It was 1979 and my parents and I had been doing the tour of colleges for a few weeks, but as soon as I saw the University of Virginia, I knew it was the college for me. I was captivated by the charm of Charlottesville and the sense of history and living traditions of the University's founder, Thomas Jefferson. "We can stop looking now," I remember telling my folks as we strolled the grounds on that sunny day.
I applied for early admission, forsaking application to any other schools, and was accepted. It remains one of the all-time best decisions of my life and the many friends I made there starting in the fall of 1980 remain the best and closest to this day.
All first-year students were required to live in the dormitories and I was lucky enough to get into what was then referred to as one of the "new" dorms, named Tuttle. Five rooms were arranged in a suite around a common living room and bathroom, and the floors were divided by sex. Each two suites shared a common resident advisor, and our suites quickly became friends with our sister suites on the floor above.
For the remainder of my years in Charlottesville, I lived at the 1800 Jefferson Park Avenue apartments with my other roommates. Although I never pledged a fraternity, I used to hang out at the ΣΑΜ House all the time and many of the friends I regularly stay in touch with today were brothers at that fraternity.
My intent since high school was to complete the pre-med program at UVa and go from there to medical school. But I was weeded out in my third semester and decided to concentrate on my mathematics major, since I always liked math. Having showed no previous aptitude in computer programming in a course I took during a summer program at Cornell in 1979, I decided that I had better learn a thing or two about computers if I were to go this route. To my amazement, I aced my first CS course at UVa very easily, and I was in the first class in the UVa College of Arts and Sciences to graduate with a minor in the subject. The rest is history, as they say.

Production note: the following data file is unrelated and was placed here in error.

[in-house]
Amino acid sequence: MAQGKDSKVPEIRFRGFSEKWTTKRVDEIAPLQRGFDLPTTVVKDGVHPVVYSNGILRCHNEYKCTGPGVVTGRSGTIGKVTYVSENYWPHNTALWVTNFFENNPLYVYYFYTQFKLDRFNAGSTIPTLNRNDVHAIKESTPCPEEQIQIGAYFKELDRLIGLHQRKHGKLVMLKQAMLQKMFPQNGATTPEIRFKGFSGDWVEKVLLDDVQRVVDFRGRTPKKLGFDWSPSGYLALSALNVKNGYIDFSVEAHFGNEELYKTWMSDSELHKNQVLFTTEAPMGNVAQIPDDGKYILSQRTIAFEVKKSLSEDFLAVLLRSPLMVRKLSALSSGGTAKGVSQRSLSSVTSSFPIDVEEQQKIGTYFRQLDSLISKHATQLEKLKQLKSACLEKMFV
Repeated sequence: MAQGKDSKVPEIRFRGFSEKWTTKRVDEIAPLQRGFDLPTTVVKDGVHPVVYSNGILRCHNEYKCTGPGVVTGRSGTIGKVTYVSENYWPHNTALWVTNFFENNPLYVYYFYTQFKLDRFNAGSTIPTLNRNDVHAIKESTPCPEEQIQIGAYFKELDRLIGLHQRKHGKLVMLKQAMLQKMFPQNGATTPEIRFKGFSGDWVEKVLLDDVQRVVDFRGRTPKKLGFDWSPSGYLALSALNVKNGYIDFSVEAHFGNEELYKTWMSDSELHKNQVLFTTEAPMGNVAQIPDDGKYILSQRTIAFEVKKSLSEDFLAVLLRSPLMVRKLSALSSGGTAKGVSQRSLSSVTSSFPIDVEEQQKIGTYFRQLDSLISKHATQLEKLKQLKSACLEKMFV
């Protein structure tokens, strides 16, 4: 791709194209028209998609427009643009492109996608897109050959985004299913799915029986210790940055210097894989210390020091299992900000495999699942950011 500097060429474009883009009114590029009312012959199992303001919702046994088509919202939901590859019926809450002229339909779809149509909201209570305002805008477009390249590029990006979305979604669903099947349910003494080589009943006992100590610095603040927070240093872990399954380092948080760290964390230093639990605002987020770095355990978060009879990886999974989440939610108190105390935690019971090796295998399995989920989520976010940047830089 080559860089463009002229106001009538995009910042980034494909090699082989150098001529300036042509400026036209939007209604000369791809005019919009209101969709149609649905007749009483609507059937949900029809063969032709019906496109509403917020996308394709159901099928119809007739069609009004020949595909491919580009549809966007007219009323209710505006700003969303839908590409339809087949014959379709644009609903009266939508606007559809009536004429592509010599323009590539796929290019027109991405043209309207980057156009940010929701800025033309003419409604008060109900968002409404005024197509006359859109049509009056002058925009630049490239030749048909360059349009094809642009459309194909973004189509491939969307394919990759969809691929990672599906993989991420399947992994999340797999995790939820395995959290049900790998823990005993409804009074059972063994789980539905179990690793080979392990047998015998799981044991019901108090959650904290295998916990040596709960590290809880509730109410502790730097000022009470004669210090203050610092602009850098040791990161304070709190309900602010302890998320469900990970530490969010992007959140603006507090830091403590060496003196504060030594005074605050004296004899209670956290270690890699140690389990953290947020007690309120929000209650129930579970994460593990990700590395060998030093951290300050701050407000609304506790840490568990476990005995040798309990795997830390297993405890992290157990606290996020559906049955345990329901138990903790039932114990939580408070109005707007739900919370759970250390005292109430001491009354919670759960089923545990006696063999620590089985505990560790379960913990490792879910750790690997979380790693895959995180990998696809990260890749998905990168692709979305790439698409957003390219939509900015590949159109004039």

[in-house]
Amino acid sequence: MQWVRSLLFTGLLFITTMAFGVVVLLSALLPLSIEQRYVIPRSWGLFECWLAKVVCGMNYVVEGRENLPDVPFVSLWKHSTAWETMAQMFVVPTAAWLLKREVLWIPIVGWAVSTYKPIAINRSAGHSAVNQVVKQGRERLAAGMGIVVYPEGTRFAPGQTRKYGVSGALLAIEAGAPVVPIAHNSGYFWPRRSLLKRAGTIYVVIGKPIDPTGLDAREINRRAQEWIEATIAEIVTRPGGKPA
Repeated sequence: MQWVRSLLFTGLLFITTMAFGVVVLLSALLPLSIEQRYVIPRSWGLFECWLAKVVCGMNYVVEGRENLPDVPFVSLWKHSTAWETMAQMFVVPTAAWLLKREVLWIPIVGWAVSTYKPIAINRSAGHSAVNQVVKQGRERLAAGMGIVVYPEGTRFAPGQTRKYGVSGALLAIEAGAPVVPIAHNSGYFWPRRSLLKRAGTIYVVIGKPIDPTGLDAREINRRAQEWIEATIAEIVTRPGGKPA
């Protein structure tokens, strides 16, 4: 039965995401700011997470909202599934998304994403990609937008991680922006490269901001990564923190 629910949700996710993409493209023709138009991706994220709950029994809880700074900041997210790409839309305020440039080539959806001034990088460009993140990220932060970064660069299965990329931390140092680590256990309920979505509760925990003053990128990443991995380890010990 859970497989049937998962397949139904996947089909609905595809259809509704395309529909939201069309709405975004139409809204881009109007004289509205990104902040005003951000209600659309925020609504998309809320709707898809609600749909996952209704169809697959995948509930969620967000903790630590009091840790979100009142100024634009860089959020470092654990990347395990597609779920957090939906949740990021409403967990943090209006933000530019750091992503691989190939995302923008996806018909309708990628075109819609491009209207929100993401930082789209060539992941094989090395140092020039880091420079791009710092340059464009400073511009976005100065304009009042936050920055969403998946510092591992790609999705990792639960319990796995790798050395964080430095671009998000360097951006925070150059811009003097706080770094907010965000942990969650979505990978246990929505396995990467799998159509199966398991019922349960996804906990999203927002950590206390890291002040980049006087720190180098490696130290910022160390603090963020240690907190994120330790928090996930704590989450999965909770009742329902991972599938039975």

While at the U, I enjoyed many of the social activities available to the student body. In 1981, I served on the planning committee for the last Easters party, a monster event that substituted for a spring break at UVa. Sadly, Easters was shut down the following year since too many out-of-towners were wreaking havoc on the residents of Charlottesville, but I still have my T-shirt from that last party (don't ask me to fit into it, though). Every spring brought the Foxfield Races, a large gathering of students and local gentry as an excuse to party while watching Albemarle County's finest horse flesh race around the track. And in 1982, I dressed to the nines and attended the gala Restoration Ball after a gourmet dinner with my date at one of Charlottesville's fanciest five-star restaurants.
Speaking of fancy restaurants, you must check out the photos of the White Spot diner after which these pages are named.